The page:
Candy Spelling gets decorating tips from the set of her new Broadway musical

I have been away from home more in the last few months than I can ever remember traveling before. The reason was that I became a first-time producer -- which is ironic because my husband was the most prolific producer in television history.

My producing assignment was the show Promises, Promises, which opened on Broadway in April for the first time in 42 years. The delightful musical comedy, starring Sean Hayes and Kristin Chenoweth, was based on a popular movie called "The Apartment," as the musical adapted with a hilarious script by Neil Simon and music by Burt Bacharach and Hal David.

Much of the story takes place in Chuck Baxter's apartment, as Sean's character finds out that loaning out his apartment to executives in his company can help advance his career.

So much thought and care went into Chuck's apartment, as it played such an important visual role in telling the stories of the characters. Like my own home, it had to become a haven.

Scott Pask, the incredibly talented scenic designer who created the perfect theatrical set, explained that familiarity and comfort were key ingredients to his design.

"Sean's character brought a personal environment and sense of history to his modest apartment. He moved a lot of his Midwestern roots to his little corner of his new life in New York. So, his bedroom has family photos, his school banner, varsity letter and personal mementoes on his simple chest of drawers. His bookcase - probably from his childhood home - had an old encyclopedia set, which we can believe he bought one week at a time because the salesman was nice," Pask explained.

In the play, executives chose a personal environment for their cheating hearts, rather than a hotel or motel, presumably to make the women feel less guilty. "Chuck's haven became a publicly-traded entity, much to his dismay. As he tried to find love in this same landscape," Pask explains, "his personal life is out there for public consumption. His setting brings comfort to others, when he needs it for himself. All his touches -- afghan pillows, vintage fabrics, his oval coffee table, worn sofa, choice of colors, bookmarked books and magazines spread around, painted pipes, unwashed dishes in the kitchen, fancy eggplant-colored bedspread and oversized stereo cabinet -- made it his home. But, it also welcomed the unwanted guests. It didn't look like a hotel, making it that much more comfortable for uninvited couples. It's modest, not lecherous."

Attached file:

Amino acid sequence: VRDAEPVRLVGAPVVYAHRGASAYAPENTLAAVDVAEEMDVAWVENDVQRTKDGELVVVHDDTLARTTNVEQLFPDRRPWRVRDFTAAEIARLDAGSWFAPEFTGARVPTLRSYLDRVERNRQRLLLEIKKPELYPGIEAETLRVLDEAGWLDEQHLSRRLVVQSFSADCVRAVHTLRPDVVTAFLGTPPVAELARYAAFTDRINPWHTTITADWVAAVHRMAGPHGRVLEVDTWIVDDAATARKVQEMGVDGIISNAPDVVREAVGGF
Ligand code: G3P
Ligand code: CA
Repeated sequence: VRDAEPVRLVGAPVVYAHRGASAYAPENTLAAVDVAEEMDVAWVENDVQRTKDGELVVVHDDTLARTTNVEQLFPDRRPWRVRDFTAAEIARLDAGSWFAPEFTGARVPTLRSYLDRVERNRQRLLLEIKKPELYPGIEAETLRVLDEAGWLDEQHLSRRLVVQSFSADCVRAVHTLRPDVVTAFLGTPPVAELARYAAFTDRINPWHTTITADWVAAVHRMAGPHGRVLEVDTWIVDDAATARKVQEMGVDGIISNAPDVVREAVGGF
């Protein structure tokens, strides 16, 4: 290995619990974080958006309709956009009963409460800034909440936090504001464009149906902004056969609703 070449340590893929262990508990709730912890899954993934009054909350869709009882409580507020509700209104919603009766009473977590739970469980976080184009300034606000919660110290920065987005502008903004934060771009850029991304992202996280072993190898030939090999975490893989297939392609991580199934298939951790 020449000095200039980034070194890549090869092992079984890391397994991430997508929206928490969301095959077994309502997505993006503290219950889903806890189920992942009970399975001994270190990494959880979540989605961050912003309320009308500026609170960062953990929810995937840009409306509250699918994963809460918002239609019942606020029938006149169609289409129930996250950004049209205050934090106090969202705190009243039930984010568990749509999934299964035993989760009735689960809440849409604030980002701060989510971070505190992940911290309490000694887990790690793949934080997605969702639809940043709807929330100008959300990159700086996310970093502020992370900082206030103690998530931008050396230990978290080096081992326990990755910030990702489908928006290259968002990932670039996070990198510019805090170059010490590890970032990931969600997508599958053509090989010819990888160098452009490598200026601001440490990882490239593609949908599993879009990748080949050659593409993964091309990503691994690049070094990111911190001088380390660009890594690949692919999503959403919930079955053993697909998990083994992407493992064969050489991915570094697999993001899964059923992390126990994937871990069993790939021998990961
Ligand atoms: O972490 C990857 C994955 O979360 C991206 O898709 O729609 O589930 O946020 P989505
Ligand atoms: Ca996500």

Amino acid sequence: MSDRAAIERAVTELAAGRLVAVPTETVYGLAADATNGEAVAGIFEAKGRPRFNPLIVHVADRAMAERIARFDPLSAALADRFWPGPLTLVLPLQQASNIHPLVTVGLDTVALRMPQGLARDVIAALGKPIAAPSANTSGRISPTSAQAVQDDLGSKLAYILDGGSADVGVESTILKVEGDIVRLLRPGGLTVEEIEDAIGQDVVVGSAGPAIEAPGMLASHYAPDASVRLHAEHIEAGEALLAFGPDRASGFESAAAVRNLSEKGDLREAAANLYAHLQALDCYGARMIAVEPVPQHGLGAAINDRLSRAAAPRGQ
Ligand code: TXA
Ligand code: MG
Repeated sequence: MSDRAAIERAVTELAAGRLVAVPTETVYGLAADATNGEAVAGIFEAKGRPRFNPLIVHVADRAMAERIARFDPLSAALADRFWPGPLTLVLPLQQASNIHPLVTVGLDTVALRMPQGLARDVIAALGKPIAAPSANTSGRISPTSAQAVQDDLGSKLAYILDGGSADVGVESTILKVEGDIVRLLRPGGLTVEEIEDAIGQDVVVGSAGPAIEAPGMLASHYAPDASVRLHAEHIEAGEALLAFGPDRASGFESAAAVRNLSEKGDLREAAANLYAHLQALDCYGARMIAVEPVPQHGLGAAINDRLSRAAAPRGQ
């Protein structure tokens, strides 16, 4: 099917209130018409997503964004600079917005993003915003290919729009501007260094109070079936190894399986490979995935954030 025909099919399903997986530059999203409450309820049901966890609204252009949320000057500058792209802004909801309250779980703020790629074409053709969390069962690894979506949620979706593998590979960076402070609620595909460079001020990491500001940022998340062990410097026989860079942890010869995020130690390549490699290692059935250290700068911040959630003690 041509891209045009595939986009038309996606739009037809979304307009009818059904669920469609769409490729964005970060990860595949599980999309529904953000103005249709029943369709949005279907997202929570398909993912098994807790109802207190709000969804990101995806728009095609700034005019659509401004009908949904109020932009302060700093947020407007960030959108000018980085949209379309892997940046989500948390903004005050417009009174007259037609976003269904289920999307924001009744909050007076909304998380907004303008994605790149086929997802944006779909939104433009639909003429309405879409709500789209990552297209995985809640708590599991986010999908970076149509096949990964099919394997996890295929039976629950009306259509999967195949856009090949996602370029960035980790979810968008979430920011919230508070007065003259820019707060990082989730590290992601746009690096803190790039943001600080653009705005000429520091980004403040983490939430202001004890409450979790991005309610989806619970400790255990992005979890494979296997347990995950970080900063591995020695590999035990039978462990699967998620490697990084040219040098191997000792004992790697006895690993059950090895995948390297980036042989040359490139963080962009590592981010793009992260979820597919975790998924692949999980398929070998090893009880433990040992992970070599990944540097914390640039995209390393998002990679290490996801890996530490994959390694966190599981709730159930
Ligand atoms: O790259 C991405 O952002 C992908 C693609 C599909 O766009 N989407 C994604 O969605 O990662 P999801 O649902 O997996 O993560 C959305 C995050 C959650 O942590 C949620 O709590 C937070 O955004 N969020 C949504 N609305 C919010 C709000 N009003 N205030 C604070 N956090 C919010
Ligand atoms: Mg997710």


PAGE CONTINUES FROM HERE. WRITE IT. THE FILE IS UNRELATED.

Scott did a wonderful job of making the apartment warm and welcoming. The detail is amazing. I was used to television and set decoration, and learned that live theater is much more precise and intricate. I was also amused to find out how many of the props came from online auction sites.

I must admit I was worried during rehearsals as I studied the set decorating notes. There were no re-shoots, like in TV, and no camera angles to disguise problems. Scott had to make everything genuine, yet functional and designed to portray a haven for eight of performances a week for months and years to come.

Since every problem was brilliantly solved by the talented cast and crew, I think it's all right now to share some early production notes to complete Chuck's home, leading up to the first previews.

1) Need a record player where the top stays up and needle doesn't fall out.

2) Need to put different colors of liquid in prop bottles of champagne.

3) Need to discuss food choices and preferences with actors if they are expected to take

bites out of fruitcake and/or sandwiches.

4) Need to get chair Chuck can jump on.

5) Need stronger guitar stand to keep from tipping over.

6) Make chairs spin easier.

7) Cut down cord in Act II apt. phone, so no one trips.

8) Need more distressed dishtowels in kitchen.

9) Screen unit in apt. needs to be easier for actors to open/close.

10) Keep checking the apt. door knob.

I must admit that my own housekeeping challenges pale in comparison to these. I knew Promises, Promises would teach me a lot about life and love and business in the 1960s. Who thought it would get me thinking about distressed dishtowels and door knobs in my own haven?